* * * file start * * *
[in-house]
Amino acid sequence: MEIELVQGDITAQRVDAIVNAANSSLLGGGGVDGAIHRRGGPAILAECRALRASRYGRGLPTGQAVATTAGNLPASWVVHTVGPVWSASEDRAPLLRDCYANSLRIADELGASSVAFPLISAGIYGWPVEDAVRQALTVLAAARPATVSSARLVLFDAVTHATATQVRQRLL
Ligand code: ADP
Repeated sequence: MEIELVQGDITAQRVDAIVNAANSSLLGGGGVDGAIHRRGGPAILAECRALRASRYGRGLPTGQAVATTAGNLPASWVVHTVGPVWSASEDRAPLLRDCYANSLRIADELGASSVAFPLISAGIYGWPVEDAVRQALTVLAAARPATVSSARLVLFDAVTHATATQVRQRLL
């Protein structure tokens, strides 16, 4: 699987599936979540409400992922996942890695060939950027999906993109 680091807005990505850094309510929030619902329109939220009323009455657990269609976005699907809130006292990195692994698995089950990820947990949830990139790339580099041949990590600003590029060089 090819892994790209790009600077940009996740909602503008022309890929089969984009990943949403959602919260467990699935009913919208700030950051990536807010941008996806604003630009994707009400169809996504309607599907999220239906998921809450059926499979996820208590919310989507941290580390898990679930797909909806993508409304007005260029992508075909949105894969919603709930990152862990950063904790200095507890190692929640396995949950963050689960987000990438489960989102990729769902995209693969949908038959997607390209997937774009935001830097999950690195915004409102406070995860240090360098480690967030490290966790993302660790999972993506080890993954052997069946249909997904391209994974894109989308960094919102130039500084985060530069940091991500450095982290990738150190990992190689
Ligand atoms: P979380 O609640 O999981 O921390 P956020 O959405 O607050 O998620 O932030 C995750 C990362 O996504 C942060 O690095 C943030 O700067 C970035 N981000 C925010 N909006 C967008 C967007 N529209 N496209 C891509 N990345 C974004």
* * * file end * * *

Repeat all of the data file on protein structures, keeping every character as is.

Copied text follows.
[in-house]
Amino acid sequence: MEIELVQGDITAQRVDAIVNAANSSLLGGGGVDGAIHRRGGPAILAECRALRASRYGRGLPTGQAVATTAGNLPASWVVHTVGPVWSASEDRAPLLRDCYANSLRIADELGASSVAFPLISAGIYGWPVEDAVRQALTVLAAARPATVSSARLVLFDAVTHATATQVRQRLL
Ligand code: ADP
Repeated sequence: MEIELVQGDITAQRVDAIVNAANSSLLGGGGVDGAIHRRGGPAILAECRALRASRYGRGLPTGQAVATTAGNLPASWVVHTVGPVWSASEDRAPLLRDCYANSLRIADELGASSVAFPLISAGIYGWPVEDAVRQALTVLAAARPATVSSARLVLFDAVTHATATQVRQRLL
């Protein structure tokens, strides 16, 4: 699987599936979540409400992922996942890695060939950027999906993109 680091807005990505850094309510929030619902329109939220009323009455657990269609976005699907809130006292990195692994698995089950990820947990949830990139790339580099041949990590600003590029060089 090819892994790209790009600077940009996740909602503008022309890929089969984009990943949403959602919260467990699935009913919208700030950051990536807010941008996806604003630009994707009400169809996504309607599907999220239906998921809450059926499979996820208590919310989507941290580390898990679930797909909806993508409304007005260029992508075909949105894969919603709930990152862990950063904790200095507890190692929640396995949950963050689960987000990438489960989102990729769902995209693969949908038959997607390209997937774009935001830097999950690195915004409102406070995860240090360098480690967030490290966790993302660790999972993506080890993954052997069946249909997904391209994974894109989308960094919102130039500084985060530069940091991500450095982290990738150190990992190689
Ligand atoms: P979380 O609640 O999981 O921390 P956020 O959405 O607050 O998620 O932030 C995750 C990362 O996504 C942060 O690095 C943030 O700067 C970035 N981000 C925010 N909006 C967008 C967007 N529209 N496209 C891509 N990345 C974004």